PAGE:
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Anton Joseph Lucanus

The revolutionary era of nanoscience

It is common knowledge that technologies have broadened the scope of human possibility for years. Electricity itself lit up an era, and introduced an entirely new (and eventually depended on) spectrum of possibility. The invention of the internet revolutionised not only education, but retail and research, as well as introducing the concepts of ecommerce and digital marketing. While these inventions undoubtably revolutionised their eras and changed the world beyond the point of return, a new science may even rival the impact of such inventions. Nanoscience has introduced the ability to control matter at the nanoscale – for emphasis, a nanometre is approximately the equivalent to one billionth of a metre. Nanoscience has brought with its fruition the ability to see, pinpoint, and control individual molecules and atoms, allowing science to make leaps and bounds in the evolution of material and data manipulation. While the intricacies of nanoscience are still being discovered, the feats that the technology has already accomplished speak volumes of its potential for further evolution, and its longevity. It is no secret that the entire planet is continuously becoming more dependent on technological advancement, and nanoscience is just one of three emerging technologies that are set to surge upward in the coming years, nanotechnology presents a world of opportunities both professionally for some, and generally for all.

The emerging revolutionary era of nanoscience is already deemed by many in the field to be more significant than any prior era driven by a sole material (for example…the stone era, or the iron era).  Careers specialising in nanoscience are only going to become more highly coveted as time goes on, and individuals interested in pursuing careers in nanoscience or similar fields have various tools at their disposal should they wish to take up a career in the sciences industries, such as open days and career fairs for those that are new to the field, or webpages to allow more experienced individuals to make postgraduate course comparison choices before landing decisively on a university. Careers in tech-driven industries have continued to prove to be in high demand, and as nanoscience continues to evolve and expand, it only makes perfect sense that individuals that work in nanoscience as their professional field of choice are going to be more in demand as the interest and necessity of the technology grows.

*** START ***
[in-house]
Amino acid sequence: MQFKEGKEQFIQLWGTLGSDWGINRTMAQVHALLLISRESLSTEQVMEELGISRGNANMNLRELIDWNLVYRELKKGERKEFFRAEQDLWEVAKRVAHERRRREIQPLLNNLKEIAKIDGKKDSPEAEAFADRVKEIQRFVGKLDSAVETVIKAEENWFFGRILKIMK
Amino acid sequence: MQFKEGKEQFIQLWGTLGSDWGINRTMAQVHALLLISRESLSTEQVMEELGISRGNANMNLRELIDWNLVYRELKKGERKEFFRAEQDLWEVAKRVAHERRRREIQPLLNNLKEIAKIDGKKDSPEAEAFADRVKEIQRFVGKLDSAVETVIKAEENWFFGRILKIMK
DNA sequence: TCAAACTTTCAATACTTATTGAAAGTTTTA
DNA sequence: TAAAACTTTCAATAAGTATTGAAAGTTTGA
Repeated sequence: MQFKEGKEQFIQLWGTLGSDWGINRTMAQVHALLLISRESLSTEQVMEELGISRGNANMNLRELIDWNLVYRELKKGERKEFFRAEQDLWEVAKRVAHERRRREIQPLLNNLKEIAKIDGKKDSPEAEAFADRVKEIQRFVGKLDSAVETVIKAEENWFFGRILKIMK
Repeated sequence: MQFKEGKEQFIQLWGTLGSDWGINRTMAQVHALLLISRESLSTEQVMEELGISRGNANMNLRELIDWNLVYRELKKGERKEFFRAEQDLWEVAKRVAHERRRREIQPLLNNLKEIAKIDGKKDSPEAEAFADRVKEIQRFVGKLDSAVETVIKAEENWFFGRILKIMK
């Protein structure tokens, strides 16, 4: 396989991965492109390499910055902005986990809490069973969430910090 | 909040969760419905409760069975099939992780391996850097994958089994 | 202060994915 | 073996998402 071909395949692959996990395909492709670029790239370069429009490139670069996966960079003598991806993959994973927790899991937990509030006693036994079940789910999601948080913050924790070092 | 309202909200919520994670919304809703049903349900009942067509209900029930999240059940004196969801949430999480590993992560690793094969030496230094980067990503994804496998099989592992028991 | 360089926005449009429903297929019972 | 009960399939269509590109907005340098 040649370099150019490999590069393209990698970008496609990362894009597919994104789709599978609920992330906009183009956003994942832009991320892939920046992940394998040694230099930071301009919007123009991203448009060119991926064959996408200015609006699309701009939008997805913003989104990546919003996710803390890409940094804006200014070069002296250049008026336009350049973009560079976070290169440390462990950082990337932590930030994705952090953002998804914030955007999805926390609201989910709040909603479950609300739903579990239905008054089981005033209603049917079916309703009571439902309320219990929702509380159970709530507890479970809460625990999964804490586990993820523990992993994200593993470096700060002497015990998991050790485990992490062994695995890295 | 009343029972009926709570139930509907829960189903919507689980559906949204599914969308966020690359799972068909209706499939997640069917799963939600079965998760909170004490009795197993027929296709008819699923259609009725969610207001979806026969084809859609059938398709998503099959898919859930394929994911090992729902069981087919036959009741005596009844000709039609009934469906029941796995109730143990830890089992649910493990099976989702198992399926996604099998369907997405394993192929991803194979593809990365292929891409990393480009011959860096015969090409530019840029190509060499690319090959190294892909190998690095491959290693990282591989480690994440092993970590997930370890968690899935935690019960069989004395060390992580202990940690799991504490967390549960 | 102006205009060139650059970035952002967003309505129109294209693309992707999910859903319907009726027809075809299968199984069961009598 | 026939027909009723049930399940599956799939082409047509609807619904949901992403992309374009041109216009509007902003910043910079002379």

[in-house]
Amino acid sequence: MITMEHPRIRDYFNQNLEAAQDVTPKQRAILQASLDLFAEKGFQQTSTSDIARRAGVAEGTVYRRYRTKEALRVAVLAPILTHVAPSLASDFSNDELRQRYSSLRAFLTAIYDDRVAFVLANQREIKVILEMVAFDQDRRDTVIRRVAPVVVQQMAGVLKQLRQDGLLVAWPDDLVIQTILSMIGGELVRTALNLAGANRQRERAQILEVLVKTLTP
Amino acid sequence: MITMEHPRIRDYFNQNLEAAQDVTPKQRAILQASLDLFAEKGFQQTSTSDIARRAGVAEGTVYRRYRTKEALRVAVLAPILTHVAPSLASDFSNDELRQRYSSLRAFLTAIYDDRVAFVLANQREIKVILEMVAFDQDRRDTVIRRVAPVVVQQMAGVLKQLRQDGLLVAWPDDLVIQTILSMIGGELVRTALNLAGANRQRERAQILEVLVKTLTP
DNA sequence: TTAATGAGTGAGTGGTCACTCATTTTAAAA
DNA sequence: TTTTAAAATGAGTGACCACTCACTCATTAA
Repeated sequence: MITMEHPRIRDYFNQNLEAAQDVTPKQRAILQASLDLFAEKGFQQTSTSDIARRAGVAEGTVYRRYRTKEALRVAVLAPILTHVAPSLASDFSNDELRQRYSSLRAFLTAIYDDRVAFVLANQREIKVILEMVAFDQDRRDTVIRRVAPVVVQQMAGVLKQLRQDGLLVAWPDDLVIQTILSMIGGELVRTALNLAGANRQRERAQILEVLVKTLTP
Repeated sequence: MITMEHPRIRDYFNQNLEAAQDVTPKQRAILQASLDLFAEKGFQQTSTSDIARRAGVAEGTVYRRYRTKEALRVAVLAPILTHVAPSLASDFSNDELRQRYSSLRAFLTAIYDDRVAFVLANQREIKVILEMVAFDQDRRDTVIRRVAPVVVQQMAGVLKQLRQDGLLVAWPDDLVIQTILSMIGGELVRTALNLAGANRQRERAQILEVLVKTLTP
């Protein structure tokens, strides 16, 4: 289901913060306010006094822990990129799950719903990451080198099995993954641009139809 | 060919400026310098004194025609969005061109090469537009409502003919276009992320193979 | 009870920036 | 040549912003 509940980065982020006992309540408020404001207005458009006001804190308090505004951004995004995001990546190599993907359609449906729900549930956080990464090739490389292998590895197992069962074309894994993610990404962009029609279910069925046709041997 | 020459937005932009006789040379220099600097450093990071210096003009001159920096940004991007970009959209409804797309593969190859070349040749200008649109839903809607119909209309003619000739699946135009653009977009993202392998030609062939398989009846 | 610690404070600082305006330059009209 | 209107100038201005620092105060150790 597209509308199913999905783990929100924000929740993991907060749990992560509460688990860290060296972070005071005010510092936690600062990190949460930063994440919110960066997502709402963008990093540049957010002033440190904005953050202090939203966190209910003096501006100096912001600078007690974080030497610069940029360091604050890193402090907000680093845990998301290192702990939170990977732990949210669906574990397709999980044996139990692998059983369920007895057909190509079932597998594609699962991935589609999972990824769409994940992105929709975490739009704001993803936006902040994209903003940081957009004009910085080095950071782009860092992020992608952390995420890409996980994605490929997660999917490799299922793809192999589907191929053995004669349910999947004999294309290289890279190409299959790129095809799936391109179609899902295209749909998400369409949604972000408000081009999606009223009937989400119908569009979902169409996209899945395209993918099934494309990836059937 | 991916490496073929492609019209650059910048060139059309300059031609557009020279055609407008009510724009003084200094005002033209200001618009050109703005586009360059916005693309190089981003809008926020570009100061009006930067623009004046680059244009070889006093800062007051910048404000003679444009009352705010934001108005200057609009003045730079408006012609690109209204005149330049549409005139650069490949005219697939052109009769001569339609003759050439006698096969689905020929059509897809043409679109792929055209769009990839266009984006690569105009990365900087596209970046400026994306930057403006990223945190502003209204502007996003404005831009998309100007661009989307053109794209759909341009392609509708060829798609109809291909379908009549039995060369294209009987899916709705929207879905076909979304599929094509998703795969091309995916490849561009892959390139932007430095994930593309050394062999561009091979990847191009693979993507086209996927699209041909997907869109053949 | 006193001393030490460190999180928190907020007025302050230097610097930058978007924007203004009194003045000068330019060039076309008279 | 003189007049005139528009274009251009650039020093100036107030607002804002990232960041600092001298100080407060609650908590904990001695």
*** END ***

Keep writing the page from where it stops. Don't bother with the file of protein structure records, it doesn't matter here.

Like practically every field of science to come before it, nanoscience poses some potential issues – but, as with every field of science to come before it, nanoscience requires human interference to drive it (for now). While some are concerned about the potential impact that nanoscience may have on future generations, most are regarding the field realistically. Most individuals understand that while it will progress and face trials and errors, it is also a field that – if the planet continues in its digitized era – will become not only dependable, but necessary to everyday life. Like electricity, nanoscience has the potential to profoundly impact humanity infinitely and, in turn, the world. More and more individuals are finding themselves wanting to be a part of driving a revolution, of building something phenomenal and life changing – nanoscience is the epitome of this very concept, and so the interest in nanoscience has resulted in increased interest in careers that are founded under this umbrella.